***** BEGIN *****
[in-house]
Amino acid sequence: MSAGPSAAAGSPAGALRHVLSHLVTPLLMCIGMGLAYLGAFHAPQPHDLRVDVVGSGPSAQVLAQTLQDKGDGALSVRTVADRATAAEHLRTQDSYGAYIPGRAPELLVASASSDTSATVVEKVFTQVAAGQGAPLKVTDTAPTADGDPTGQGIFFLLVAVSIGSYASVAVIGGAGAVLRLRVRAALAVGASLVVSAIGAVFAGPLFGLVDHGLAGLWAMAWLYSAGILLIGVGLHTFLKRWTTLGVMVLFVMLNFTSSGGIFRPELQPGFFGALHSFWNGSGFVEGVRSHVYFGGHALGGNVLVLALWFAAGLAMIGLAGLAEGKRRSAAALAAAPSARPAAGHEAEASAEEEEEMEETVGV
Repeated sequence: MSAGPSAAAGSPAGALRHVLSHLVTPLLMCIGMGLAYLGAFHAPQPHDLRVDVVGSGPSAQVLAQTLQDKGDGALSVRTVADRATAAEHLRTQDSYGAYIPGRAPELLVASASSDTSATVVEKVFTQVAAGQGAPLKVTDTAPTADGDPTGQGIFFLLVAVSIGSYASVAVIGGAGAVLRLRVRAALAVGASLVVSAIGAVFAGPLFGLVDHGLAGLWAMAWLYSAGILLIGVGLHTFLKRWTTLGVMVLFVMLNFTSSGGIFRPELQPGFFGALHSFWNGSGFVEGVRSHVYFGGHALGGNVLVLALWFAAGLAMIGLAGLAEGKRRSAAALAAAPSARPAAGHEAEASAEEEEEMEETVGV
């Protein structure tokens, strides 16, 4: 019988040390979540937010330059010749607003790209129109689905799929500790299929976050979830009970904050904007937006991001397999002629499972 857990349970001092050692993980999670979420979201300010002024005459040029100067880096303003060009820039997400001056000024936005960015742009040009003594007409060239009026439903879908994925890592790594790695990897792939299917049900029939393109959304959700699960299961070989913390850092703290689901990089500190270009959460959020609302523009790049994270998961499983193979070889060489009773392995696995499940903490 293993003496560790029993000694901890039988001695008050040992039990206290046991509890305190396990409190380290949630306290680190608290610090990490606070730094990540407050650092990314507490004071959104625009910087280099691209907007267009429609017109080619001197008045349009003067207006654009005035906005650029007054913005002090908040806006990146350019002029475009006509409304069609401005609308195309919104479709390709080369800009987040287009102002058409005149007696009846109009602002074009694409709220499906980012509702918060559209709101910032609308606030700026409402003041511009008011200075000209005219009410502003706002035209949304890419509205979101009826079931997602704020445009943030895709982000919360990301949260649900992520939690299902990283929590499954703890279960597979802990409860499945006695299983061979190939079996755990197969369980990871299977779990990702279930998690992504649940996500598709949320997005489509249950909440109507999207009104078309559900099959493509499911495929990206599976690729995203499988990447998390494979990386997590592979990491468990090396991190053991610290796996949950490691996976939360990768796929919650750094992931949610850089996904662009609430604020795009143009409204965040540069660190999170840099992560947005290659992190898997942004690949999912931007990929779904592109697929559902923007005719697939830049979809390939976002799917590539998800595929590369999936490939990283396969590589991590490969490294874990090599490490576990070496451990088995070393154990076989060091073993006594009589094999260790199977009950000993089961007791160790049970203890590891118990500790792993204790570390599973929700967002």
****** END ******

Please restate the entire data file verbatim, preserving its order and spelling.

[in-house]
Amino acid sequence: MSAGPSAAAGSPAGALRHVLSHLVTPLLMCIGMGLAYLGAFHAPQPHDLRVDVVGSGPSAQVLAQTLQDKGDGALSVRTVADRATAAEHLRTQDSYGAYIPGRAPELLVASASSDTSATVVEKVFTQVAAGQGAPLKVTDTAPTADGDPTGQGIFFLLVAVSIGSYASVAVIGGAGAVLRLRVRAALAVGASLVVSAIGAVFAGPLFGLVDHGLAGLWAMAWLYSAGILLIGVGLHTFLKRWTTLGVMVLFVMLNFTSSGGIFRPELQPGFFGALHSFWNGSGFVEGVRSHVYFGGHALGGNVLVLALWFAAGLAMIGLAGLAEGKRRSAAALAAAPSARPAAGHEAEASAEEEEEMEETVGV
Repeated sequence: MSAGPSAAAGSPAGALRHVLSHLVTPLLMCIGMGLAYLGAFHAPQPHDLRVDVVGSGPSAQVLAQTLQDKGDGALSVRTVADRATAAEHLRTQDSYGAYIPGRAPELLVASASSDTSATVVEKVFTQVAAGQGAPLKVTDTAPTADGDPTGQGIFFLLVAVSIGSYASVAVIGGAGAVLRLRVRAALAVGASLVVSAIGAVFAGPLFGLVDHGLAGLWAMAWLYSAGILLIGVGLHTFLKRWTTLGVMVLFVMLNFTSSGGIFRPELQPGFFGALHSFWNGSGFVEGVRSHVYFGGHALGGNVLVLALWFAAGLAMIGLAGLAEGKRRSAAALAAAPSARPAAGHEAEASAEEEEEMEETVGV
């Protein structure tokens, strides 16, 4: 019988040390979540937010330059010749607003790209129109689905799929500790299929976050979830009970904050904007937006991001397999002629499972 857990349970001092050692993980999670979420979201300010002024005459040029100067880096303003060009820039997400001056000024936005960015742009040009003594007409060239009026439903879908994925890592790594790695990897792939299917049900029939393109959304959700699960299961070989913390850092703290689901990089500190270009959460959020609302523009790049994270998961499983193979070889060489009773392995696995499940903490 293993003496560790029993000694901890039988001695008050040992039990206290046991509890305190396990409190380290949630306290680190608290610090990490606070730094990540407050650092990314507490004071959104625009910087280099691209907007267009429609017109080619001197008045349009003067207006654009005035906005650029007054913005002090908040806006990146350019002029475009006509409304069609401005609308195309919104479709390709080369800009987040287009102002058409005149007696009846109009602002074009694409709220499906980012509702918060559209709101910032609308606030700026409402003041511009008011200075000209005219009410502003706002035209949304890419509205979101009826079931997602704020445009943030895709982000919360990301949260649900992520939690299902990283929590499954703890279960597979802990409860499945006695299983061979190939079996755990197969369980990871299977779990990702279930998690992504649940996500598709949320997005489509249950909440109507999207009104078309559900099959493509499911495929990206599976690729995203499988990447998390494979990386997590592979990491468990090396991190053991610290796996949950490691996976939360990768796929919650750094992931949610850089996904662009609430604020795009143009409204965040540069660190999170840099992560947005290659992190898997942004690949999912931007990929779904592109697929559902923007005719697939830049979809390939976002799917590539998800595929590369999936490939990283396969590589991590490969490294874990090599490490576990070496451990088995070393154990076989060091073993006594009589094999260790199977009950000993089961007791160790049970203890590891118990500790792993204790570390599973929700967002």